Honorary Degree Citation


For countless numbers of Worcester Polytechnic Institute students, faculty members, and administrators, the name William R. Grogan is synonymous with excellence in teaching and educational leadership. But his reputation extends far beyond the university's campus. In engineering education circles he is recognized for his vision, his dedication, and his remarkable ability to cut to the heart of complex problems and find elegant, workable solutions.

Grogan began his WPI career as a student during World War II. He graduated in 1945 as part of the Navy V-12 program and joined the electrical engineering faculty in 1946. Over the course of the next 24 years he became known as an outstanding and creative teacher. Through his mastery of his subject, and his love for his students and his college, he has influenced hundreds of lives and careers. In 1969 he received the Trustees' Award for Outstanding Teaching. Had he done nothing more than this, his place in the annals of WPI would certainly have been well earned. But a far more profound role lay ahead.

In the late 1960s he was named to the faculty-elected committee that shaped the WPI Plan, a revolutionary new approach to engineering and science education. When the Plan was complete and approved by the faculty, he was named the college's first dean of undergraduate studies and was entrusted with the critical task of making the Plan work. Since then he has served as mediator and interpreter, helping WPI refine and sharpen what has been called the most significant development in engineering education in many decades. The WPI Plan has been a model for educational innovation at colleges around the country.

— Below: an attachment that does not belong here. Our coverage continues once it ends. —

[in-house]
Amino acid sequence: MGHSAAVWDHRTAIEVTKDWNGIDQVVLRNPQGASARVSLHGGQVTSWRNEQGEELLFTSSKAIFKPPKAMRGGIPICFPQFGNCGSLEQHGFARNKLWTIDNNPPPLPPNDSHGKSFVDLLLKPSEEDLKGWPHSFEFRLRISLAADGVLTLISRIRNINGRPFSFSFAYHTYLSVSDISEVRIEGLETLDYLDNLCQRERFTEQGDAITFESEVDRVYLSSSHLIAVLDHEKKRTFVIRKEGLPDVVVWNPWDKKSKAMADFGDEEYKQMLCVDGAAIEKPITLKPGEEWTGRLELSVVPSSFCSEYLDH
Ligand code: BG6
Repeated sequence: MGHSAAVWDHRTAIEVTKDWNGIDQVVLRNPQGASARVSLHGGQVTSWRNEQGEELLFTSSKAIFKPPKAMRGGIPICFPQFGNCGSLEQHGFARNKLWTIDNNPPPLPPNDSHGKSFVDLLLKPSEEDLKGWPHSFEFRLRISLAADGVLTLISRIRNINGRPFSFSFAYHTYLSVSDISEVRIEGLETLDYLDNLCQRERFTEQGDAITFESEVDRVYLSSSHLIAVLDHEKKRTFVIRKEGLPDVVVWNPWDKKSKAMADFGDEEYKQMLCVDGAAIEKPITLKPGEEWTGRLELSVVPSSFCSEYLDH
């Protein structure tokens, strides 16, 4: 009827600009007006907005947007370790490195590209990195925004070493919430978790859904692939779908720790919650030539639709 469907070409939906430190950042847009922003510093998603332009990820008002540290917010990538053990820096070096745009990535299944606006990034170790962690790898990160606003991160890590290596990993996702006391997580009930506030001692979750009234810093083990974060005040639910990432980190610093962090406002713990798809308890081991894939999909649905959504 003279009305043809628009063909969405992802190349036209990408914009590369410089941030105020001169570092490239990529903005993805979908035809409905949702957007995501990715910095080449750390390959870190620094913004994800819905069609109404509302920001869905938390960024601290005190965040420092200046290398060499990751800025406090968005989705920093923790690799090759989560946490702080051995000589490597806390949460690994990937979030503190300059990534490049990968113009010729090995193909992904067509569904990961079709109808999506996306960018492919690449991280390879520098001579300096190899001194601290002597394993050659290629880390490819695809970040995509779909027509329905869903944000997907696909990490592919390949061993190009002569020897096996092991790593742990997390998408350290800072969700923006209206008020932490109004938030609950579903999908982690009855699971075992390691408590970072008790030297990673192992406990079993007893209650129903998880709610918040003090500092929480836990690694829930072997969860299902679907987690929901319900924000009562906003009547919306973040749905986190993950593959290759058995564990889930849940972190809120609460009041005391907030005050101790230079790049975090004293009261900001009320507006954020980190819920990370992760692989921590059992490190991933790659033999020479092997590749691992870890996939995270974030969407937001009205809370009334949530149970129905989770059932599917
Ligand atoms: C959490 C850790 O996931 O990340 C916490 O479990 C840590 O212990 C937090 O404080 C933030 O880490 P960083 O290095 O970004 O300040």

For his contributions to this most successful experiment and for his tireless pursuit of excellence in technological education, Grogan has been honored many times. He received the American Society for Engineering Education's Chester F. Carlson Award for innovation in engineering education and its William E. Wickenden Award for the best contribution to engineering education in 1980 for a paper he wrote on the Plan. He is a fellow of the Institute of Electrical and Electronics Engineers and the 1986 recipient of IEEE's Major Educational Innovation Award. In 1988 he received the Sterling Olmstead Award from the American Society for Engineering Education's Liberal Education Division.

WPI has also recognized the accomplishments of Bill Grogan. In 1974 the college bestowed on him the Robert H. Goddard Award for Professional Achievement. Last year it chose him to receive the first Trustees' Award for Outstanding Service. And now, for his contributions to the university and his service to higher education, Worcester Polytechnic Institute is proud to confer upon William R. Grogan the honorary degree of Doctor of Engineering.

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